A sailor collar has a deep v-neck in the front with no stand and a square back. The look is modelled on traditional sailor's uniforms, but has been adopted by fashionistas following the nautical trend as well as fans of Sailor Moon, the popular anime cartoon. To make a professional sailor collar shirt, you needs basic sewing skills. A more simple version of the collar for a one-time-wear costume, can be made by simply cutting and tying the material.
Lay out your newspaper and draw the shape of your collar onto it. The shape will be a three-sided rectangle with a deep "U" shape cutting into the rectangle on the fourth side. Measure your shoulder width and make sure the rectangle is as wide as your shoulders. The length depends on how low your V-neck will go and how low you want the collar to hang on your back. For evenness, fold the paper in half and trace half of the pattern, then cut both sides out together.
Spread your material evenly on a table. The material is ideally cotton that will lay flatly and not drape over your back. Choose any colour you like, although navy blue and white are traditional for sailor costumes. Place the newspaper pattern over the material. Trace and cut two matching pieces.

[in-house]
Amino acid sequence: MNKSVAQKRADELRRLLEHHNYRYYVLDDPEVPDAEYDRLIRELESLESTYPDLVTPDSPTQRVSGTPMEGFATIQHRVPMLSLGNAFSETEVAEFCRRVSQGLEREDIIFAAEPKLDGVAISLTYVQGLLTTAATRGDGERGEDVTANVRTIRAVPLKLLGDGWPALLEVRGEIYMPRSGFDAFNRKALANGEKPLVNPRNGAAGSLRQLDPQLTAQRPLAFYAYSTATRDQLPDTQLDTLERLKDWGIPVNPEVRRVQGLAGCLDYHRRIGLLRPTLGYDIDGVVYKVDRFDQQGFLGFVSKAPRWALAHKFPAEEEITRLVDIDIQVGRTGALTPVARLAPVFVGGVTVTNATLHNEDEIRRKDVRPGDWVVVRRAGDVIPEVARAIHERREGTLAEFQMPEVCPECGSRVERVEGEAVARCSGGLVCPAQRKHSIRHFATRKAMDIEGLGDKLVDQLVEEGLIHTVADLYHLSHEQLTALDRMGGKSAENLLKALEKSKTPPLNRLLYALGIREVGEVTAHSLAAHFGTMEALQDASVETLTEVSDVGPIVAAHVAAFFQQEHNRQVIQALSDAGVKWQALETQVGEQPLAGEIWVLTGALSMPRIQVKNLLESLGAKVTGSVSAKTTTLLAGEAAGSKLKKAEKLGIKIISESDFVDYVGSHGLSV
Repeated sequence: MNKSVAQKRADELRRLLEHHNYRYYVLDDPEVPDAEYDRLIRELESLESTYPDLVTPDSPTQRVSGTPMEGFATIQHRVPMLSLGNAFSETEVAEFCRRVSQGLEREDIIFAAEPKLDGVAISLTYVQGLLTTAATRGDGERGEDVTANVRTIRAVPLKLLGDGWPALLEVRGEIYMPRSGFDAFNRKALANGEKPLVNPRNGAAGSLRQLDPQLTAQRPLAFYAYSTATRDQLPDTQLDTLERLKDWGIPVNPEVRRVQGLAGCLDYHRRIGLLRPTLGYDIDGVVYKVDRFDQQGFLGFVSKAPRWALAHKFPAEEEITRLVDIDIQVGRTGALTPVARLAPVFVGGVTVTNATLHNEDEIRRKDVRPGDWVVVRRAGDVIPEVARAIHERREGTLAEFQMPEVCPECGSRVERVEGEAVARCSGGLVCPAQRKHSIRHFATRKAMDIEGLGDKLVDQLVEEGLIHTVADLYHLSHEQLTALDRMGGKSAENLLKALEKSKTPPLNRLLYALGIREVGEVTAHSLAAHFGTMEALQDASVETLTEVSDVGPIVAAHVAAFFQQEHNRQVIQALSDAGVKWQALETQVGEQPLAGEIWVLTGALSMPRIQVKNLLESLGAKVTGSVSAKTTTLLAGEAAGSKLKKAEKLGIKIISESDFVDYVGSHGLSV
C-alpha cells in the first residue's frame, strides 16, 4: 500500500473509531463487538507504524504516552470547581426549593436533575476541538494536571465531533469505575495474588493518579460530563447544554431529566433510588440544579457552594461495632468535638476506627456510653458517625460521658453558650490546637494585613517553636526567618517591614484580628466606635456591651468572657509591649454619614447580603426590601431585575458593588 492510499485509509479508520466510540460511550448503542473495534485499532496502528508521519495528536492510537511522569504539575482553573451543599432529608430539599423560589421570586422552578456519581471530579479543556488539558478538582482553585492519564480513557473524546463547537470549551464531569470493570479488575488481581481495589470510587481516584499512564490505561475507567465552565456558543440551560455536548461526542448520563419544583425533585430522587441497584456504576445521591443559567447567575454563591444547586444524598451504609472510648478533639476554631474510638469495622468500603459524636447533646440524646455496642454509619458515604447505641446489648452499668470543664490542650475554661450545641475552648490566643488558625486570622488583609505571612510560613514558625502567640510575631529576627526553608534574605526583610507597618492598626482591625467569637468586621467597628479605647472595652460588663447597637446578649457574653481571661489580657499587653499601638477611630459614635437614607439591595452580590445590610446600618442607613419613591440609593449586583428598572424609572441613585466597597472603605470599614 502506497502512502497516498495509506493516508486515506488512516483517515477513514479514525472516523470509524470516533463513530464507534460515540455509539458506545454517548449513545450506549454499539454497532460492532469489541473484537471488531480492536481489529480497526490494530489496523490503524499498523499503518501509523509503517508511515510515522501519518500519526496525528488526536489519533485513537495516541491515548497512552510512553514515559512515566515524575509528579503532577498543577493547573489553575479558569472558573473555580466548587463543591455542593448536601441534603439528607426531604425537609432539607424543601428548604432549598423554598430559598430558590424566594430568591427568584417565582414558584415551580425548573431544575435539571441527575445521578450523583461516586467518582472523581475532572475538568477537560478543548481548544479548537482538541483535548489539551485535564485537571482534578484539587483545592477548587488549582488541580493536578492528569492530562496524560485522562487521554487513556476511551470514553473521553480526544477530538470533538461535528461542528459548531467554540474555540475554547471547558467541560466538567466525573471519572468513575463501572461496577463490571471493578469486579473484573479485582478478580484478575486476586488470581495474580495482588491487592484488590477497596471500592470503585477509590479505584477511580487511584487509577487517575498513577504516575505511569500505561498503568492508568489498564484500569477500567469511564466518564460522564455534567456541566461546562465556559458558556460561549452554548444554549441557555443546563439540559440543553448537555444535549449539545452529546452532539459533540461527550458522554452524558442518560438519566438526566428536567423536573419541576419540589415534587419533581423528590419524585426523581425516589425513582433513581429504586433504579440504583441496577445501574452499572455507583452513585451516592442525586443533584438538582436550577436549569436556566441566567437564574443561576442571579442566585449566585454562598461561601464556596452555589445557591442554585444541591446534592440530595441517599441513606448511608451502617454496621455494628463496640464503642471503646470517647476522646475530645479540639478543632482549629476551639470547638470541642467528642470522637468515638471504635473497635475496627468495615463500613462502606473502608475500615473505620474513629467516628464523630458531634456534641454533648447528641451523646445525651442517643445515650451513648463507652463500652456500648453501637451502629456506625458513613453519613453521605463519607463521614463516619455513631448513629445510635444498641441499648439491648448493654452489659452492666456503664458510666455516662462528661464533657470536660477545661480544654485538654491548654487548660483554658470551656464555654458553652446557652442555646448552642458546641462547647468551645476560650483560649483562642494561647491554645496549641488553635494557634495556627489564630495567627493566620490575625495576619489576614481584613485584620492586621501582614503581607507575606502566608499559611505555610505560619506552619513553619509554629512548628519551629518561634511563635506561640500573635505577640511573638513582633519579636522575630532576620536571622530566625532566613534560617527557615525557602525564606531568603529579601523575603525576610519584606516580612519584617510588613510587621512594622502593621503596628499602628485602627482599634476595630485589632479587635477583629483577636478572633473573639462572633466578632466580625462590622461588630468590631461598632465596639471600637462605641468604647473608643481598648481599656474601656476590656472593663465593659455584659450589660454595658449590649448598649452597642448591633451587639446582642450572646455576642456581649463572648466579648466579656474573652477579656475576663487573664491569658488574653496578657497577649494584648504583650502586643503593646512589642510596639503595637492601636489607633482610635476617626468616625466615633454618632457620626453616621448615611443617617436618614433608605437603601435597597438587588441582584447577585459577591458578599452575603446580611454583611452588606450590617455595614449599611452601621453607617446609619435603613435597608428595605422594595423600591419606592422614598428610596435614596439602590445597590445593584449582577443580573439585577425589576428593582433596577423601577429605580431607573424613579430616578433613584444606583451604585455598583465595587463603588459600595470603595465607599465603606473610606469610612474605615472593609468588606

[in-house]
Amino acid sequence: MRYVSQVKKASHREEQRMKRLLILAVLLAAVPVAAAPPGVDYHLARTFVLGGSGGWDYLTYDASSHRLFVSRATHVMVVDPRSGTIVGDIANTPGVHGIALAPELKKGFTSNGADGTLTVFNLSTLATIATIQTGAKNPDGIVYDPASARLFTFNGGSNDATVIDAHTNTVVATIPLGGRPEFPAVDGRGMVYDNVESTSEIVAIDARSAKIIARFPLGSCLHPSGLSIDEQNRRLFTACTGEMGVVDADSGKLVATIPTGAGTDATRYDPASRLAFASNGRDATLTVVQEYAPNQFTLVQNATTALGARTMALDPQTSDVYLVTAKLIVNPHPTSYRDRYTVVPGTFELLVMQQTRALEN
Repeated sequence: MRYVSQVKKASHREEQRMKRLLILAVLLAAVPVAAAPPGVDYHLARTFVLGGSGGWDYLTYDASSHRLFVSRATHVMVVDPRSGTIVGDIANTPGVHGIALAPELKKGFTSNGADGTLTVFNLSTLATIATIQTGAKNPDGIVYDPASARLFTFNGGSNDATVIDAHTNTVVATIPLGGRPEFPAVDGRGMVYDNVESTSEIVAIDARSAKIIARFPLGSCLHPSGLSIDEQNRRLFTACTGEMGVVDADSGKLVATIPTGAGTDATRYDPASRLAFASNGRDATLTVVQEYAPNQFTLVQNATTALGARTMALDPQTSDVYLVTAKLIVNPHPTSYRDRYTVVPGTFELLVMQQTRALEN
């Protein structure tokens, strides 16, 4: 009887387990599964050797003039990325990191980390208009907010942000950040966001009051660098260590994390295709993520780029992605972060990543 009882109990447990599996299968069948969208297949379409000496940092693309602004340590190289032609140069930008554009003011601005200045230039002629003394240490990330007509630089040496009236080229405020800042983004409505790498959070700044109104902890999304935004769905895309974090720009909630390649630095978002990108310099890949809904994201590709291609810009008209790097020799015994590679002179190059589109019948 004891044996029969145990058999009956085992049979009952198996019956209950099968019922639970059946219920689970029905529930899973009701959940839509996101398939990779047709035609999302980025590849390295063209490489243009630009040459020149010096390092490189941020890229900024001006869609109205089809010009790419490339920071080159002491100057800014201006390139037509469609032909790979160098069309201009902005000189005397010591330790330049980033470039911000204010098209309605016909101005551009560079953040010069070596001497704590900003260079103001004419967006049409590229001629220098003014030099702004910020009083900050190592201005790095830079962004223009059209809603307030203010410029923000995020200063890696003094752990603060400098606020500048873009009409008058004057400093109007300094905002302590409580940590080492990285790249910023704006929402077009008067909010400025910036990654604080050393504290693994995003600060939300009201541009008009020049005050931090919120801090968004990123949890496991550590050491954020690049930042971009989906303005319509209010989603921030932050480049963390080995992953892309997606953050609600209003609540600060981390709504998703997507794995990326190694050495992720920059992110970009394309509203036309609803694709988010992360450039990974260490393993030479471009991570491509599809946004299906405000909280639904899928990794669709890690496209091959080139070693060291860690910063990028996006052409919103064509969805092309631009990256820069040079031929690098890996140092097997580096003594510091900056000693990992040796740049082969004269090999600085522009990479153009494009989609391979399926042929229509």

Decorate the piece you will choose to be your top with the ribbon. Sew the ribbon on or use adhesive no-sew ribbon to provide sailor-like embellishments along the outside corners of the collar.
Pin the pieces exactly together, right sides facing in. Place your pins approximately 5 cm (2 inches) apart and facing in the same direction, making it easier to pull them out as you sew along the shape.
Thread your sewing machine with matching thread and place the pinned material under it. Sew the three straight sides of the collar, being sure to make perfect 90 degree angles at the corners. Trim excess thread and material, and turn it right-side-out.
Press the corners of the collar into perfect points with the tips of the scissors. Iron the collar carefully.
Attach the collar to the shirt by pinning the long, curved end to the raw collar of your shirt. Pin both the lining and the outside, and be sure to pin it outside-facing-in, so that the collar can be flipped out and over the shirt with the seam hidden beneath. If the shirt does not have a raw collar, feel free to cut one, being sure to measure first the length of the curved end of the collar before drawing cut lines on. If the collar will be used for multiple shirts, simply sew the open curved end of the collar closed, tie the pointed ends together, and drape it over the shirt. It can be attached to a higher neck shirt with simple button-like seams 7.5 cm (3 inches) apart around the curved end.
Avoid ironing the ribbon part of your collar if you are not sure if it is safe to iron.